What’s the big whoop with a name like Big Wick’s? Ask barbecue sauce manufacturer Wicker’s Food Products (WFP), headquartered in Hornersville, Missouri, and founded in 1947. The company filed a lawsuit in January against Wes and Sarah Wicker of Weatherford, who sell a mesquite-smoked jalapeño glaze under the brand name Big Wick’s. WFP is demanding a name change and seeking all profits the Wickers have made on their product, plus attorney’s fees and compensation for damages from “immediate and irreparable harm and injury to Plaintiff, and to its goodwill and reputation.” The kicker is that back in 2019, a WFP employee assured Wes Wicker the company wouldn’t sue him.

“We aren’t going to sue you over it or anything, so don’t worry about that,” Korey Speaight, who was described in news stories at the time as the business manager of WFP, wrote to Wes in a Facebook message four years ago. Back then, Wes was marketing his product as Wicker’s TX Mesquite Smoked Jalapeño Jelly, a recipe he developed in college. He launched it in 2012 while attending Texas Tech but abandoned it after graduation. With help and encouragement from his wife, Sarah, Wes relaunched the product in 2019, and was looking to Speaight for advice about his product name after realizing there was another Wicker’s brand out there.

“I established a rapport with the COO of the company several years ago when we were doing the jelly to try to prevent getting sued,” Wes told me recently, explaining his messages to Speaight. (It’s unclear when Speaight became COO.) From the exchange, Wes didn’t think he needed to consider a name change for his company until he sought a trademark. Speaight reassured him, saying, “You won’t run into trouble from us over it, but the trademark office can be picky,” in a message dated September 28, 2019.

That understanding held until last August, when Wes and Sarah received a cease-and-desist letter from attorney R. Emmett McAuliffe, representing WFP. Two months earlier, Jeff Jones had purchased WFP to merge it with his other sauce-making firm, JonesyQ BBQ Co., based in Ridgeland, Mississippi. The demand from WFP gave Wicker’s TX, as it was then known, a little over a month to change its name. It took longer, but Wes filed a trademark request for the new “Big Wick’s” name on the first of October 2022, and released a new label later that month. The new name was still too similar for WFP’s liking.

WFP’s January lawsuit was filed as Speaight started a new job, having left his position as COO of WFP. Regardless of his outgoing title, McAuliffe told me the company believes that “[Speaight] did not have authority to give Wes permission.” Wes’s attorney John Bustamante disagrees. “I think he did,” Bustamante said, and wrote in response to the lawsuit, “Wicker’s TX relied on the representations of Mr. Speaight regarding their use of the Wicker’s TX name and mark.”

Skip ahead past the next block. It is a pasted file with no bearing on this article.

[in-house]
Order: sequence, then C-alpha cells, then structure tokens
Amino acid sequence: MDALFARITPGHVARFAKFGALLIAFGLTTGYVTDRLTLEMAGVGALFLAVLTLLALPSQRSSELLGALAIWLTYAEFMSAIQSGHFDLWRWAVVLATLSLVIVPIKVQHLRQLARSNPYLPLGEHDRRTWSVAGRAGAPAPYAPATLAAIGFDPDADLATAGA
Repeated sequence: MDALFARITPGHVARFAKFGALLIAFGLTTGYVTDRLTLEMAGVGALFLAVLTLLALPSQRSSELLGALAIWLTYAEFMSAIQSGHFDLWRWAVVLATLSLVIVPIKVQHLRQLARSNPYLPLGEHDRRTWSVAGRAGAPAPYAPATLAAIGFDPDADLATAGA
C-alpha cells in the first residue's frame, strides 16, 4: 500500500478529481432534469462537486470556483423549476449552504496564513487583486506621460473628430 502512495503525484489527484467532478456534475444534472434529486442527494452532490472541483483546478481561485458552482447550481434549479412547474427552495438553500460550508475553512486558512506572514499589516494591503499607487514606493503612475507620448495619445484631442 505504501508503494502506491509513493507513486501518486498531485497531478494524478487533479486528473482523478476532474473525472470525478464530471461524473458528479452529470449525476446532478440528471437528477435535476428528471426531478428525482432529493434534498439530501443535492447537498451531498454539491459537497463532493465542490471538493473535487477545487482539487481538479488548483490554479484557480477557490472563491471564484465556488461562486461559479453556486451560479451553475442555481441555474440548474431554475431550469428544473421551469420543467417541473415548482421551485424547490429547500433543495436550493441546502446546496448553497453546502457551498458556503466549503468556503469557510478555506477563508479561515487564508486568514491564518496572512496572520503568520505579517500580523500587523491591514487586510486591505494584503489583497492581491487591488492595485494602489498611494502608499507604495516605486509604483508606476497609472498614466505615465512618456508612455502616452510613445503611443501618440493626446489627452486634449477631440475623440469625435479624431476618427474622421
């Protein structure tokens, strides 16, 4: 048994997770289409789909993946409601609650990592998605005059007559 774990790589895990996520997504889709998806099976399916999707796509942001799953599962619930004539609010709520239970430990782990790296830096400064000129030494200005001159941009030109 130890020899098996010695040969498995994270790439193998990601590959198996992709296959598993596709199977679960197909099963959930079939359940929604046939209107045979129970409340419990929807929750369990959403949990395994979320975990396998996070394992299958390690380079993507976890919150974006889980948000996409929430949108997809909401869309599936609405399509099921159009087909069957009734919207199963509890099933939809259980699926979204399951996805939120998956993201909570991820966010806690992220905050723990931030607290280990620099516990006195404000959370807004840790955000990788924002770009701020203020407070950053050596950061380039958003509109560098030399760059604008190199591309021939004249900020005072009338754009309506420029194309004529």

As for the name change, WFP argues Big Wick’s can still be confused with its product. WFP sought the opinion of Tim McCreery, president and CEO of Junket Foods in St. Louis, Missouri, as an expert witness. His conclusion is that, because of their similar names, uses in barbecue, and shelf placement in stores, “the two brands are likely to be confused at the point of purchase by the shopper.” McAuliffe also forwarded documents to me from 2009, when a company in Grapevine attempted to trademark W.C. Wickers for a barbecue sauce and failed because it could be confused with the existing trademark of Wicker’s Food Products.

Big Wick’s trademark was published for opposition—allowing interested parties to oppose the trademark before it is registered—this week by the U.S. Patent and Trademark Office. McAuliffe says they plan to oppose it. “Our position is that we can’t allow Big Wick’s any more than Smucker’s jelly could allow Big Smuck’s,” he said. (The Italian packaging company Schmucker did, however, secure its U.S. trademark in 2020.) I asked McAuliffe if WFP was considering a lawsuit against the Wicker BBQ catering operation in North Carolina. “No. We weren’t aware of that,” he said.

I first met Wes in 2021 outside a barbecue trailer in Weatherford, where he handed me two jars of his jalapeño jelly and snapped a photo as part of his small-scale, in-person marketing strategy. You’ll find it posted on Big Wick’s Facebook page.“I started this business literally with nothing,” Wes said. “It’s hard and stressful because I don’t want to lose it.” But the business isn’t making him rich. The total sales last year added up to around $25,000, he says, and he forecasts $60,000 this year as he continues to work for an insurance adjuster as his full-time job.

The next step for the two sides is mediation, which is scheduled in Austin toward the end of August. If they can’t come to an agreement, the case is expected to go to a jury trial next year.